but isn't tape, in some ways, at least as fragile as vinyl?
What, not even new?
@polemon, you forgot about print-through.
Quote from: pdq on 13 June, 2017, 06:35:30 AM@polemon, you forgot about print-through.In linear audio recording, yes, kinda. Low-end video tapes use linear audio which is susceptible to print-through. Video tape where the audio is recorded in a similar fashion to the helical FM recording of the video signal is however protected from that.
How much print-through happens on high-quality Audio tape, I don't really know, but I've been told numerous times, that high-quality Revox or BASF tapes had protection against that by design and were nearly immune to that.
The number one killer of magnetic tape in general is moisture,
and one other obvious thing I forgot in my previous post, which is almost a bit embarrassing: magnetic fields. I've known where recordings have been damaged by a person carrying a tape reel in her purse - with a magnetic catch. Since Neodymium magnets are used even on these tiny paper boxes for rolling cigarettes, they're more ubiquitous than a lot of people think.
Quote from: Thad E Ginathom on 10 June, 2017, 06:44:55 PMWhat, not even new?Vintage! I actually think it is cool. Obviously it is not intended to be your playback source - the tape package includes a physical CD AND the Bandcamp digital delivery.Who does really need even CDs? (Old purchasing habits die hard though - and the physical CDs presset thirty years ago mean you can actually get hold of a pre-loudness war mastering.)Oh, by the way, from Bloomberg Business, "The last audio cassette factory": https://www.youtube.com/watch?v=CMTpvr9HXeII admit it took until 2017 before I saw what those machines are really like.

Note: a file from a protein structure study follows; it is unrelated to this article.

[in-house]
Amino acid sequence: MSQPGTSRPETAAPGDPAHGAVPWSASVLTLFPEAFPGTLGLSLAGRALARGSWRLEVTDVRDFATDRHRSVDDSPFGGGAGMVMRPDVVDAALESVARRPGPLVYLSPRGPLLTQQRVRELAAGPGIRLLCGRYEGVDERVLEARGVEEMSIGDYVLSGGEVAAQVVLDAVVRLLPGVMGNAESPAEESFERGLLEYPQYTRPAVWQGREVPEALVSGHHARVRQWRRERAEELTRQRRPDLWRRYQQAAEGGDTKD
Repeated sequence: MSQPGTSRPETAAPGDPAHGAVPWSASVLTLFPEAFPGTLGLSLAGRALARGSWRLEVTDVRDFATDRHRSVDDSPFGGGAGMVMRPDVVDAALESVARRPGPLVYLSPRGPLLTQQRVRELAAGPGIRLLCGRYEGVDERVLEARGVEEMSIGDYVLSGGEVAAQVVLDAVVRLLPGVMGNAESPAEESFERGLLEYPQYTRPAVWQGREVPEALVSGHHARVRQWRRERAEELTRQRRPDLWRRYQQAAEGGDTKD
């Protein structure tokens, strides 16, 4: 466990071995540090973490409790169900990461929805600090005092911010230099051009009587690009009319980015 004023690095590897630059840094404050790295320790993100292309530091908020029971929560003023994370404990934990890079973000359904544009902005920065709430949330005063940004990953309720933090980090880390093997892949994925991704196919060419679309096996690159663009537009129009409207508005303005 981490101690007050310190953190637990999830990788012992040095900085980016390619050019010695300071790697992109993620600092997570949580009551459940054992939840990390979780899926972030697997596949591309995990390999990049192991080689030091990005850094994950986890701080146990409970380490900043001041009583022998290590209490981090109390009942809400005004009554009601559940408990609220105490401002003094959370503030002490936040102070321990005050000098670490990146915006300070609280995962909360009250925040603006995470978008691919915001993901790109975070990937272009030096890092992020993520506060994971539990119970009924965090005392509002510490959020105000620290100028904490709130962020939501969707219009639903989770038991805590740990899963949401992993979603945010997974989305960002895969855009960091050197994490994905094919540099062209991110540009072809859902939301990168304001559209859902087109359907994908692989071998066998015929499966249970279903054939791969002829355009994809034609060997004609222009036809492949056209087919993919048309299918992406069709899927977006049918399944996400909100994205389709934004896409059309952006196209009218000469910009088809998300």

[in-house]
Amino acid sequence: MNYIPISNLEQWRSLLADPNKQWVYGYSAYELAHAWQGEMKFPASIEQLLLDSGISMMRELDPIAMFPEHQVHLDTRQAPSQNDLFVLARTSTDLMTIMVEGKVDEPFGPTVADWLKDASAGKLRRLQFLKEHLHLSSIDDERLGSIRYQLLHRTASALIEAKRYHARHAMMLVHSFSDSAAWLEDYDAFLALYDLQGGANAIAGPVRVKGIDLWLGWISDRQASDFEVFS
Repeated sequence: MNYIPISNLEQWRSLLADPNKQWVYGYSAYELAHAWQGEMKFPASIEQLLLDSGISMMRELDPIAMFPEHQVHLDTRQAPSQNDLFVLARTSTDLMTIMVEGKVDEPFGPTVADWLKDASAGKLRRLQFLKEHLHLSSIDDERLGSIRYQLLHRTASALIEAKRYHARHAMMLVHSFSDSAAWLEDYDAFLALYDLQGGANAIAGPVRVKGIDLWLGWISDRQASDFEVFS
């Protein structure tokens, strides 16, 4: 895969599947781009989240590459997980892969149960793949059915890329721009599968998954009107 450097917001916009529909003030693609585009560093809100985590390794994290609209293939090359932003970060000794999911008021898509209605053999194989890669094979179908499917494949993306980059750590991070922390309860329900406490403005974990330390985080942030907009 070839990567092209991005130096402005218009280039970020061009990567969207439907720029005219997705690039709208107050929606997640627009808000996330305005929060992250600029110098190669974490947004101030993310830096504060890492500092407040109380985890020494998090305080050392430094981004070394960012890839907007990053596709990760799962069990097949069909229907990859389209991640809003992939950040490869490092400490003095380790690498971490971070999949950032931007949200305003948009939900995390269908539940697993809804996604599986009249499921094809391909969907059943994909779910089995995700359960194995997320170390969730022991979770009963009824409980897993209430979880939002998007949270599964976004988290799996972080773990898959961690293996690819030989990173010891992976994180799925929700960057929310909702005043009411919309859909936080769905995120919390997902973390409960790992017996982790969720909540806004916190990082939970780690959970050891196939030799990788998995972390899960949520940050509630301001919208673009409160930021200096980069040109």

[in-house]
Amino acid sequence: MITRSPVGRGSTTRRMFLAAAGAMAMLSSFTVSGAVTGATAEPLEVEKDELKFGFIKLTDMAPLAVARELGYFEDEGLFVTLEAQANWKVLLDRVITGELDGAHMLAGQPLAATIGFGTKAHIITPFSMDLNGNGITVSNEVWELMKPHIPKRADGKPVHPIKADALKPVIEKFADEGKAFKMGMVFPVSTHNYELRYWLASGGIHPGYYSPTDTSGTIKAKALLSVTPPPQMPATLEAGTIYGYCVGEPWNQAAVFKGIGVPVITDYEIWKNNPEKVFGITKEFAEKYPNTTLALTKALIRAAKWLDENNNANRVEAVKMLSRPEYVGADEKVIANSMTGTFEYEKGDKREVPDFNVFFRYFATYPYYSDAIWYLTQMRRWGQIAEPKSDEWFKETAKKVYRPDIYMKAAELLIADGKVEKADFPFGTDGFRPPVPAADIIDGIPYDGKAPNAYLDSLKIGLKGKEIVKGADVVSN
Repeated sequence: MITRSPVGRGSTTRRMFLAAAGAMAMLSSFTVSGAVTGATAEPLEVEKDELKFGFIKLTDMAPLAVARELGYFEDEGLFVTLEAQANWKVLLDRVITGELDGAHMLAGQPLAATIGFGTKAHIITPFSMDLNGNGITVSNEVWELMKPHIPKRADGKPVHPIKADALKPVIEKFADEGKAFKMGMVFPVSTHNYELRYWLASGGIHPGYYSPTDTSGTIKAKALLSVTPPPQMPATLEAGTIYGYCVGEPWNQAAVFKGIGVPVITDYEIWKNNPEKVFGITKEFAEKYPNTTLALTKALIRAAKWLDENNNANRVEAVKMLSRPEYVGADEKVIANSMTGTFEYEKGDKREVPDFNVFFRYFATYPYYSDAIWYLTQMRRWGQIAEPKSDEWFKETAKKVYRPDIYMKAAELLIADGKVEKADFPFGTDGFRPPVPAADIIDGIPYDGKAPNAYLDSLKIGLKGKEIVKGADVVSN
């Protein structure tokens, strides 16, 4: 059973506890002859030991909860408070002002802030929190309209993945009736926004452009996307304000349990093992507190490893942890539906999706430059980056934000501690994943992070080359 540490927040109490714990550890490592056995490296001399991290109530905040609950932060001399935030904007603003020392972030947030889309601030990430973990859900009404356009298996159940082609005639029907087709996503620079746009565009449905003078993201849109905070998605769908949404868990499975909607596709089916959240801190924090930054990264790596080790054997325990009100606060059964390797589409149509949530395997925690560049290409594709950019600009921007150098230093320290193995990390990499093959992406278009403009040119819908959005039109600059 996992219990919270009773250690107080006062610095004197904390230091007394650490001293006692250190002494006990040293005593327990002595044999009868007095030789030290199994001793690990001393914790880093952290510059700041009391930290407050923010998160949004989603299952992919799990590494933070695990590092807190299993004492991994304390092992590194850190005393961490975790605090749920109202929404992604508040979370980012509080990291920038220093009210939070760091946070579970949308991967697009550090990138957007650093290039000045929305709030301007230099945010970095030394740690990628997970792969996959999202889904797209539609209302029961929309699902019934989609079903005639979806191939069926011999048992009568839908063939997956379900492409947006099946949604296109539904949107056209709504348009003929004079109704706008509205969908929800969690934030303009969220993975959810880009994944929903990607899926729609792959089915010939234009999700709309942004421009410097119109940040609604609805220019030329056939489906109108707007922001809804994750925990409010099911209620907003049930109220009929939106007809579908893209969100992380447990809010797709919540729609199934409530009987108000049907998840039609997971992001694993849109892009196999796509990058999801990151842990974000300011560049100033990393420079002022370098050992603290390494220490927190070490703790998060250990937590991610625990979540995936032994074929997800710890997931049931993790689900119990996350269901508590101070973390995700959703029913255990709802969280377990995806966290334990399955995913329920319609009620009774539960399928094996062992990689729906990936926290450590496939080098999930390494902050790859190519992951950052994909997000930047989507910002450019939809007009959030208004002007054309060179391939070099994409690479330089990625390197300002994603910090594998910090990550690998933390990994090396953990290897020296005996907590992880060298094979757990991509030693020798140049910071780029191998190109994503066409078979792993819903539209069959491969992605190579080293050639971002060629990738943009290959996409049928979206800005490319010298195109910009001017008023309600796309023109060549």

which means the so-called ADD or AAD recordings.
The needle can do some damage to records... A never seen a record player get damaged from a broken record that might change if you play something that's severely warped and misshapen.
I am more worried about the conditions of the original tapes if they are too frequently played for making "true analog" copies. I don't mind people on the production side use analog tapes for euphoric purpose but I'd seriously hope they will digitize the tape output and distribute them as digital formats, which means the so-called ADD or AAD recordings.
IME the easiest way to get good CD versions of old analog masters is to get the early CD transfers via used media sales, and before the tracks end up on "best of" compendiums. I've seen "best of" compendious that were not only highly compressed where the previous CD versions were far cleaner, but some even had reverb added.
Quote from: Arnold B. Krueger on 14 July, 2017, 07:21:29 AMIME the easiest way to get good CD versions of old analog masters is to get the early CD transfers via used media sales, and before the tracks end up on "best of" compendiums. I've seen "best of" compendious that were not only highly compressed where the previous CD versions were far cleaner, but some even had reverb added.Should be a good video to illustrate your comment.https://youtu.be/eBJdfkXV5_s
Unmolested CD should include early DDD recordings as well. I read this in one of my CD booklet (attachment). I'd like to know the price of those equipment at that time.
The comment: "The software called MacMix ran on the newly introduced Apple Mac Plus computer, a machine that had no hard drive, a CPU that clocked in a blistering at 16 kHz." brings a smile when I read about and talk to placebophiles who are struggling to play audio transparently on 64 bit 16-way multi processors with clock speeds up in the thousands of megahertz.